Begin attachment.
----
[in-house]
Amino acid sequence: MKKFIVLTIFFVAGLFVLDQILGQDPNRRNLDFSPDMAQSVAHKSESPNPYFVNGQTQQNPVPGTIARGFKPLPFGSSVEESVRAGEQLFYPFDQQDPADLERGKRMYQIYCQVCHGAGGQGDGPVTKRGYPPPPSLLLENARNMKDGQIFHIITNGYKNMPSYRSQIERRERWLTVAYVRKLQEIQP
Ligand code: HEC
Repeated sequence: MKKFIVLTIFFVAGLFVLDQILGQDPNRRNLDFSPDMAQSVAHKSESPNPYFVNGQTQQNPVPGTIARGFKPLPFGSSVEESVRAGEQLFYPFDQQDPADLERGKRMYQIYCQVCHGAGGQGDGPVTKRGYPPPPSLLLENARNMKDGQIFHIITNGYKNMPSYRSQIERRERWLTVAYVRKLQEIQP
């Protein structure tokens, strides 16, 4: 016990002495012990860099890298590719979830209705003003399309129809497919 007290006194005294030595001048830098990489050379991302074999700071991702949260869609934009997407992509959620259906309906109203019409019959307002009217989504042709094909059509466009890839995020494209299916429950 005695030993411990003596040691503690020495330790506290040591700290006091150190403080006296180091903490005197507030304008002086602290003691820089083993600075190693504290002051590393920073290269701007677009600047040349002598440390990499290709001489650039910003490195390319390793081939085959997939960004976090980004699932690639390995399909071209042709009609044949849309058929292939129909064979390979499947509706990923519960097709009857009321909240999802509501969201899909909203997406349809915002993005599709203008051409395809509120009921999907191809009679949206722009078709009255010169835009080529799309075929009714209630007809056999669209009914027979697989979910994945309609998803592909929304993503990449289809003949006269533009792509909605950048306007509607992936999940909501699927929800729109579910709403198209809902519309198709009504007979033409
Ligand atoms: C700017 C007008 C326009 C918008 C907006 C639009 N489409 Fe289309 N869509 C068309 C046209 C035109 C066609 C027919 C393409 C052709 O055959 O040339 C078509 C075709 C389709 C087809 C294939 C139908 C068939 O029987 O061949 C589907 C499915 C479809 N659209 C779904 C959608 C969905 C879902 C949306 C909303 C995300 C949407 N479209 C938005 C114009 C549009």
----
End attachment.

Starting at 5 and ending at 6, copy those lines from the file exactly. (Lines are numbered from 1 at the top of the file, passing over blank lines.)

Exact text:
């Protein structure tokens, strides 16, 4: 016990002495012990860099890298590719979830209705003003399309129809497919 007290006194005294030595001048830098990489050379991302074999700071991702949260869609934009997407992509959620259906309906109203019409019959307002009217989504042709094909059509466009890839995020494209299916429950 005695030993411990003596040691503690020495330790506290040591700290006091150190403080006296180091903490005197507030304008002086602290003691820089083993600075190693504290002051590393920073290269701007677009600047040349002598440390990499290709001489650039910003490195390319390793081939085959997939960004976090980004699932690639390995399909071209042709009609044949849309058929292939129909064979390979499947509706990923519960097709009857009321909240999802509501969201899909909203997406349809915002993005599709203008051409395809509120009921999907191809009679949206722009078709009255010169835009080529799309075929009714209630007809056999669209009914027979697989979910994945309609998803592909929304993503990449289809003949006269533009792509909605950048306007509607992936999940909501699927929800729109579910709403198209809902519309198709009504007979033409
Ligand atoms: C700017 C007008 C326009 C918008 C907006 C639009 N489409 Fe289309 N869509 C068309 C046209 C035109 C066609 C027919 C393409 C052709 O055959 O040339 C078509 C075709 C389709 C087809 C294939 C139908 C068939 O029987 O061949 C589907 C499915 C479809 N659209 C779904 C959608 C969905 C879902 C949306 C909303 C995300 C949407 N479209 C938005 C114009 C549009």